Morocco facts on every entity in the world

In 788, about a century after the Arab conquest of North Africa, a series of Moroccan Muslim dynasties began to rule in Morocco. In the 16th century, the Sa'adi monarchy, particularly under Ahmad al-MANSUR (1578-1603), repelled foreign invaders and inaugurated a golden age. The Alaouite Dynasty, to which the current Moroccan royal family belongs, dates from the 17th century. In 1860, Spain occupied northern Morocco and ushered in a half century of trade rivalry among European powers that saw Morocco's sovereignty steadily erode; in 1912, the French imposed a protectorate over the country. A protracted independence struggle with France ended successfully in 1956. The internationalized city of Tangier and most Spanish possessions were turned over to the new country that same year. Sultan MOHAMMED V, the current monarch's grandfather, organized the new state as a constitutional monarchy and in 1957 assumed the title of king. Since Spain's 1976 withdrawal from what is today called Western Sahara, Morocco has extended its de facto administrative control to roughly 80% of this territory; however, the UN does not recognize Morocco as the administering power for Western Sahara. The UN since 1991 has monitored a cease-fire between Morocco and the Polisario Front - Western Sahara's liberation movement - and leads ongoing negotiations over the status of the territory. King MOHAMMED VI in early 2011 responded to the spread of pro-democracy protests in the region by implementing a reform program that included a new constitution, passed by popular referendum in July 2011, under which some new powers were extended to parliament and the prime minister but ultimate authority remains in the hands of the monarch. In November 2011, the Justice and Development Party - a moderate Islamist party - won the largest number of seats in parliamentary elections, becoming the first Islamist party to lead the Moroccan Government.



Northern Africa, bordering the North Atlantic Ocean and the Mediterranean Sea, between Algeria and Western Sahara

Geographic coordinates

32.00° N, 5.00° W

Area 58/257

total: 446,550 sq km

land: 446,300 sq km

water: 250 sq km

Area - comparative

slightly more than three times the size of New York; slightly larger than California

Land boundaries

total: 2,362.5 km

border countries (3): Algeria 1,900 km, Western Sahara 444 km, Spain (Ceuta) 8 km, Spain (Melilla) 10.5 km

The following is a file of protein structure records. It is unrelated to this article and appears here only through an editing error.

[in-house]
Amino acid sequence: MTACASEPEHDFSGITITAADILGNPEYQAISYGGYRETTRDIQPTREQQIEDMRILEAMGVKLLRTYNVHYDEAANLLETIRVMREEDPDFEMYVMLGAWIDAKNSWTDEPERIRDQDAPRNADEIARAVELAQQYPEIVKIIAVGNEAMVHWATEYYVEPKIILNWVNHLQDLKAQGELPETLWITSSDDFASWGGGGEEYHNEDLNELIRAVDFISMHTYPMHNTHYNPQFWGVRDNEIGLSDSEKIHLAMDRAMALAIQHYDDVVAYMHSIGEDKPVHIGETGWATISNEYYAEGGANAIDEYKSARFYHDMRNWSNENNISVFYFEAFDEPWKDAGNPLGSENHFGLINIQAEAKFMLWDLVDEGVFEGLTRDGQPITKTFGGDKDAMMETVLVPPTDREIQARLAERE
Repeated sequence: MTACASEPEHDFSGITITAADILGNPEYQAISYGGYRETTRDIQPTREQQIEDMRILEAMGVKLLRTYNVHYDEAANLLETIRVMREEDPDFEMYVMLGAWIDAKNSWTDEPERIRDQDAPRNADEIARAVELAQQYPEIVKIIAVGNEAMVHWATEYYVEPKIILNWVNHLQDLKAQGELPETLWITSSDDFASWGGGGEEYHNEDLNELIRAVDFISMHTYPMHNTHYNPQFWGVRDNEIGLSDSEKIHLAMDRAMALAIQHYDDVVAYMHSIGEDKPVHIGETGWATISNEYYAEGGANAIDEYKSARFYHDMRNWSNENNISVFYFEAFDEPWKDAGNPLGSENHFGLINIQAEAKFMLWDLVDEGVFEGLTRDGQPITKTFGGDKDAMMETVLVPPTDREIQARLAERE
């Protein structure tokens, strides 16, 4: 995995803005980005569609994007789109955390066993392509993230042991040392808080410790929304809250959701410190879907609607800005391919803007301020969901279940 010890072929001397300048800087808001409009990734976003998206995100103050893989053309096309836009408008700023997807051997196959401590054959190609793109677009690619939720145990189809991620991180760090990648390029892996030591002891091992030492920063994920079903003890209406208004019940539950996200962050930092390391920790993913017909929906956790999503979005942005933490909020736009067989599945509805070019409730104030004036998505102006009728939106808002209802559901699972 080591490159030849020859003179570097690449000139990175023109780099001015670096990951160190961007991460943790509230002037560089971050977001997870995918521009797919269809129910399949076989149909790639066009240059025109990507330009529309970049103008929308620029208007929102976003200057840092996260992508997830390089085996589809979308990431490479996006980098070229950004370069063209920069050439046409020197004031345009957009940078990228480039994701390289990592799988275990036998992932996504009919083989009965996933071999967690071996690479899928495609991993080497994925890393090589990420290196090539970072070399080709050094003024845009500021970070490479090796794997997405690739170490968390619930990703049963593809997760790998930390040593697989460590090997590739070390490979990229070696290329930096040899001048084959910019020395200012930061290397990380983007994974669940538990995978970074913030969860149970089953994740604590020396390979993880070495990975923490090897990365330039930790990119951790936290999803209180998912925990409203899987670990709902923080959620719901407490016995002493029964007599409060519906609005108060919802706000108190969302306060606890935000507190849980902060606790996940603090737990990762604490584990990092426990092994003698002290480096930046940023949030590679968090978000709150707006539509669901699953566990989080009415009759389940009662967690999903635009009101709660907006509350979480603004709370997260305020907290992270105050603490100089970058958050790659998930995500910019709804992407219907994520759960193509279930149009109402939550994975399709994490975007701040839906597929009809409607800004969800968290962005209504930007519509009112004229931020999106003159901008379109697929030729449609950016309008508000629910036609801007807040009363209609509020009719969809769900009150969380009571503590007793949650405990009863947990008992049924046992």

note: an additional 75-meter border segment exists between Morocco and the Spanish exclave of Penon de Velez de la Gomera


1,835 km

Maritime claims

territorial sea: 12 nm

contiguous zone: 24 nm

exclusive economic zone: 200 nm

continental shelf: 200-m depth or to the depth of exploitation


Mediterranean, becoming more extreme in the interior


mountainous northern coast and interior bordered by large plateaus with intermontane valleys, and fertile coastal plains


mean elevation:

elevation extremes:

lowest point: Sebkha Tah -55 m

highest point: Jebel Toubkal 4,165 m

Natural resources

phosphates, iron ore, manganese, lead, zinc, fish, salt

Land use

agricultural land: 67.5%

arable land 17.5%; permanent crops 2.9%; permanent pasture 47.1%

forest: 11.5%

other: 21% (2011 est.)

Irrigated land

14,850 sq km (2012)

Total renewable water resources

29 cu km (2011)

Freshwater withdrawal (domestic/industrial/agricultural)

total: 12.61 cu km/yr (12%/4%/84%)

per capita: 428.1 cu m/yr (2005)

Natural hazards

northern mountains geologically unstable and subject to earthquakes; periodic droughts

Environment - current issues

land degradation/desertification (soil erosion resulting from farming of marginal areas, overgrazing, destruction of vegetation); water supplies contaminated by raw sewage; siltation of reservoirs; oil pollution of coastal waters

Environment - international agreements

party to: Biodiversity, Climate Change, Climate Change-Kyoto Protocol, Desertification, Endangered Species, Hazardous Wastes, Law of the Sea, Marine Dumping, Ozone Layer Protection, Ship Pollution, Wetlands, Whaling

signed, but not ratified: Environmental Modification

Geography - note

strategic location along Strait of Gibraltar

People and Society


noun: Moroccan(s)

adjective: Moroccan

Ethnic groups

Arab-Berber 99%, other 1%


Arabic (official), Berber languages (Tamazight (official), Tachelhit, Tarifit), French (often the language of business, government, and diplomacy)


Muslim 99% (official; virtually all Sunni,

Population 40/238

33,322,699 (July 2015 est.)